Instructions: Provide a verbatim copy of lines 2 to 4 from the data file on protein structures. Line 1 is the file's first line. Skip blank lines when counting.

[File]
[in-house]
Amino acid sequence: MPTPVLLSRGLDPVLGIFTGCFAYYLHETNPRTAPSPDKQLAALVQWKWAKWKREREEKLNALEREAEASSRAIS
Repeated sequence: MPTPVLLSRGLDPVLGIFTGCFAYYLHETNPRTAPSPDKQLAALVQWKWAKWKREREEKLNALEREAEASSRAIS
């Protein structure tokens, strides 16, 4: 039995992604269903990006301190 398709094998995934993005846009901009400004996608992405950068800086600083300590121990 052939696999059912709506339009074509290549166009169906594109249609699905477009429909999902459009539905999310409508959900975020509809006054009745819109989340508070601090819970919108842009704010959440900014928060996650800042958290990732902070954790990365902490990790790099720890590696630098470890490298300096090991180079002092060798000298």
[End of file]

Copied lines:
Amino acid sequence: MPTPVLLSRGLDPVLGIFTGCFAYYLHETNPRTAPSPDKQLAALVQWKWAKWKREREEKLNALEREAEASSRAIS
Repeated sequence: MPTPVLLSRGLDPVLGIFTGCFAYYLHETNPRTAPSPDKQLAALVQWKWAKWKREREEKLNALEREAEASSRAIS
């Protein structure tokens, strides 16, 4: 039995992604269903990006301190 398709094998995934993005846009901009400004996608992405950068800086600083300590121990 052939696999059912709506339009074509290549166009169906594109249609699905477009429909999902459009539905999310409508959900975020509809006054009745819109989340508070601090819970919108842009704010959440900014928060996650800042958290990732902070954790990365902490990790790099720890590696630098470890490298300096090991180079002092060798000298």